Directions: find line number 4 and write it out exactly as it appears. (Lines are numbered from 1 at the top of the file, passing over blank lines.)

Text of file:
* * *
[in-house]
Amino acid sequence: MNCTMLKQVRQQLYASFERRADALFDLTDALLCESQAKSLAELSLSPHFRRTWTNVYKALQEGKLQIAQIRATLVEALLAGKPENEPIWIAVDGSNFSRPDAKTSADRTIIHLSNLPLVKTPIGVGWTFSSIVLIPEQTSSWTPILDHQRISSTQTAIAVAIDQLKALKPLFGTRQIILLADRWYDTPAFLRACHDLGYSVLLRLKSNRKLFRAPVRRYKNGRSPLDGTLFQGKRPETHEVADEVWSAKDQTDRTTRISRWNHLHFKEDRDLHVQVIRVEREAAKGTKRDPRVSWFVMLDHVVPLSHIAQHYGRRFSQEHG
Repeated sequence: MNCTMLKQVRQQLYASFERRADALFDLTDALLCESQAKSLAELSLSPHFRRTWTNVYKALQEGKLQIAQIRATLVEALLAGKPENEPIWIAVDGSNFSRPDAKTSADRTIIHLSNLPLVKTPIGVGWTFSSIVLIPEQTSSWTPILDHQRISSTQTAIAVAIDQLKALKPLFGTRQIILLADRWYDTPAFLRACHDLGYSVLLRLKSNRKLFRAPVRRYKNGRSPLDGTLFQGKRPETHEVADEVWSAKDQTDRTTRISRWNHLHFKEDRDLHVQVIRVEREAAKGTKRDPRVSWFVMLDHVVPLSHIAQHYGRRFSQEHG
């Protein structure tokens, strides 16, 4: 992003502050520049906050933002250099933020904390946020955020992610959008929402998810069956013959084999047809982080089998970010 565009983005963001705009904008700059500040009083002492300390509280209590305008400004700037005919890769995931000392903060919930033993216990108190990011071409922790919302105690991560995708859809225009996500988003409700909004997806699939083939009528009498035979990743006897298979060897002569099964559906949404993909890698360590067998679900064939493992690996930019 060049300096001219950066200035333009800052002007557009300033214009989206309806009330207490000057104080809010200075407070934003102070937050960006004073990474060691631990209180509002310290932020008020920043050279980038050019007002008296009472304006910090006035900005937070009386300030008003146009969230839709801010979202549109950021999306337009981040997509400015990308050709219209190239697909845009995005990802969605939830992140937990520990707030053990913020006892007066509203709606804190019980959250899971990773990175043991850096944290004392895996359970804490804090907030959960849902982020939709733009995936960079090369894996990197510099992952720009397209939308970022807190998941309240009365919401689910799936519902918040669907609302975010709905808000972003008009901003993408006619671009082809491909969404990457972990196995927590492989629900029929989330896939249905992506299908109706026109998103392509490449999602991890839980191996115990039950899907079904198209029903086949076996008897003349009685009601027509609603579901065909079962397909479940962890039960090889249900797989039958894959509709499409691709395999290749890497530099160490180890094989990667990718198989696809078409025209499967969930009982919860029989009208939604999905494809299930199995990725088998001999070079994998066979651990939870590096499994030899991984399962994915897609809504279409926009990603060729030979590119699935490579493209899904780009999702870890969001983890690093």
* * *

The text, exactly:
């Protein structure tokens, strides 16, 4: 992003502050520049906050933002250099933020904390946020955020992610959008929402998810069956013959084999047809982080089998970010 565009983005963001705009904008700059500040009083002492300390509280209590305008400004700037005919890769995931000392903060919930033993216990108190990011071409922790919302105690991560995708859809225009996500988003409700909004997806699939083939009528009498035979990743006897298979060897002569099964559906949404993909890698360590067998679900064939493992690996930019 060049300096001219950066200035333009800052002007557009300033214009989206309806009330207490000057104080809010200075407070934003102070937050960006004073990474060691631990209180509002310290932020008020920043050279980038050019007002008296009472304006910090006035900005937070009386300030008003146009969230839709801010979202549109950021999306337009981040997509400015990308050709219209190239697909845009995005990802969605939830992140937990520990707030053990913020006892007066509203709606804190019980959250899971990773990175043991850096944290004392895996359970804490804090907030959960849902982020939709733009995936960079090369894996990197510099992952720009397209939308970022807190998941309240009365919401689910799936519902918040669907609302975010709905808000972003008009901003993408006619671009082809491909969404990457972990196995927590492989629900029929989330896939249905992506299908109706026109998103392509490449999602991890839980191996115990039950899907079904198209029903086949076996008897003349009685009601027509609603579901065909079962397909479940962890039960090889249900797989039958894959509709499409691709395999290749890497530099160490180890094989990667990718198989696809078409025209499967969930009982919860029989009208939604999905494809299930199995990725088998001999070079994998066979651990939870590096499994030899991984399962994915897609809504279409926009990603060729030979590119699935490579493209899904780009999702870890969001983890690093």